MOSCOW, May 20. /TASS/. The monkeypox virus, which was detected in several European countries in April-May, has reached other continents. All in all, at least 11 countries have reported monkeypox cases, namely Spain, Portugal, the United Kingdom, Belgium, Italy, France, Germany, Sweden, Canada, the United States, and Australia.
After studying the monkeypox situation in the United Kingdom, the World Health Organization (WHO) said it sees no grounds for serious concerns, with no restrictions on travel to Britain or on trade with the UK being recommended.
Russia’s sanitary watchdog has assessed the risks of the disease being imported into Russia as "very low."
TASS has summed up reports about monkeypox cases over the past month.
The first monkeypox cases were reported in Spain and Portugal. According to the Spanish daily, El Pais, the virus began to circulate around Madrid back in April. By now, seven cases have been confirmed and some 30 more patients are suspected of having the disease. Five cases have been confirmed in neighboring Portugal.
The United Kingdom’s first monkeypox case was reported on May 7. To date, the tally has reached nine. The first patient was a man who returned from Nigeria, where monkeypox is an endemic disease. However, in other cases, the patients did not go on any overseas travel. According to the UK Health Security Agency, monkeypox patients are predominantly homosexual men and the risk of the disease spreading in the country is seen as low.
Isolated monkeypox cases were reported on Thursday from Italy, France, Germany, and Sweden. An Italian having recently returned from the Canary Island was infected. With that said, no details of the French and Swedish cases are available so far.
All monkeypox patients are receiving medical attention. The authorities have asked those who had any contact with people who were infected to observe self-isolation.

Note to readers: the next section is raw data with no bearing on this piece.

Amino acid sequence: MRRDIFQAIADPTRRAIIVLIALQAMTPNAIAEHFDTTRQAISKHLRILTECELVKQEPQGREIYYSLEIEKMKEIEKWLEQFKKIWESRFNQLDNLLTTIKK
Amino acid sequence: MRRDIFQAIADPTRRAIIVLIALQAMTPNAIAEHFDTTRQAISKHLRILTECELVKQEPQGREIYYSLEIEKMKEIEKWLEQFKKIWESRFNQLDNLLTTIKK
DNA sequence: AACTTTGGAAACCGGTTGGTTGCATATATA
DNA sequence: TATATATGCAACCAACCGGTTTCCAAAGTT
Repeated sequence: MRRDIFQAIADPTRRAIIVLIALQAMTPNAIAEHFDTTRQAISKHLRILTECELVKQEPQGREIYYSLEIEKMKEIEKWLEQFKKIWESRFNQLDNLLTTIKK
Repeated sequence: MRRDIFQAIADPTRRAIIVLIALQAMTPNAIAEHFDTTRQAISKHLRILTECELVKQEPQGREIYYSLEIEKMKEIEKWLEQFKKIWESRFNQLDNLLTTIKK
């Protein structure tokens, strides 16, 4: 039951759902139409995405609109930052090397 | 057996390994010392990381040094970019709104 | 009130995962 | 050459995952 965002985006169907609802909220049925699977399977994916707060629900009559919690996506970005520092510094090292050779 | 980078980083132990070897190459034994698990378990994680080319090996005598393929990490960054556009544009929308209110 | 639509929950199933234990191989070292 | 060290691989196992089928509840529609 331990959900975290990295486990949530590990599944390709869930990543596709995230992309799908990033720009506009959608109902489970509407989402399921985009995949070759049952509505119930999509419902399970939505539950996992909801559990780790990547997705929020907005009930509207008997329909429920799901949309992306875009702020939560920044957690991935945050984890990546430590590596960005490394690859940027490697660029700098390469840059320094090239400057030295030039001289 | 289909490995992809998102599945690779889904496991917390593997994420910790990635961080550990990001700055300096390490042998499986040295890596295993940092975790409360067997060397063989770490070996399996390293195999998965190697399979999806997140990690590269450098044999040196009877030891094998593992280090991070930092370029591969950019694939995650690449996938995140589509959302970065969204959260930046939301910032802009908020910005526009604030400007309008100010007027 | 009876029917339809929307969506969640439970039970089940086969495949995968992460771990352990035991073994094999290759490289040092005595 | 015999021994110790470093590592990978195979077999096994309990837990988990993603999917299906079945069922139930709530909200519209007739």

Canada’s Montreal has reported 17 suspected cases of monkeypox. According to the health ministry, most cases are confirmed in male gays. Doctors cannot see the threat of a mass outbreak.
The Massachusetts Department of Public Health reported one case of monkeypox on Thursday. The patient was a male adult who had recently travelled to Canada. The department claims that this case poses no threat to the population.
Australia’s New South Wales confirmed one case of monkeypox in humans on Friday. Health officials reported that a 40-year-old man, who had returned from a journey to Europe a few days before, became the first virus carrier in Australia. The patient and his family have been isolated.
Not a big threat
The World Health Organization (WHO) shows no concerns about the risk of a mass outbreak of this infection. Speaking at a briefing on May 17, WHO Director General Tedros Adhanom Ghebreyesus only in passing referred to "monkeypox affecting a number of countries." Having analyzed the cases of this disease in the UK, the WHO confined their recommendations to a standard set of hygienic requirements and did not insist on travel and trade restrictions for the UK.
Russia’s Federal Service for Surveillance on Consumer Rights Protection and Human Wellbeing said that "the risk of the infection being imported to the Russia Federation has been and remains extremely low." The watchdog "is taking all necessary measures to prevent this disease from being imported to the territory of our country." The consumer health watchdog’s Vector Research Center of Virology and Biotechnology has submitted an application to the Health Ministry for registration of the smallpox vaccine Orthopoxvac, which, in specialists’ views, "forms a stable immunity while having a high safety profile."
Monkeypox is a rare viral disease mainly transmitted to humans by contact with infected wild animals (rodents or primates). The human-to-human transmission is limited as it requires close contact. Symptoms include fever, headache, muscle pain, backache, swelling in the lymph nodes, chills and exhaustion. It may be followed by a rash on the face and body. The WHO says that mortality rates from the monkeypox virus outbreaks had been usually from 1% to 10%, though most fatalities were recorded in younger age groups. There is no specific treatment or a vaccine for monkeypox, but the vaccines used against smallpox provide highly effective protection against this disease. -0—mil/.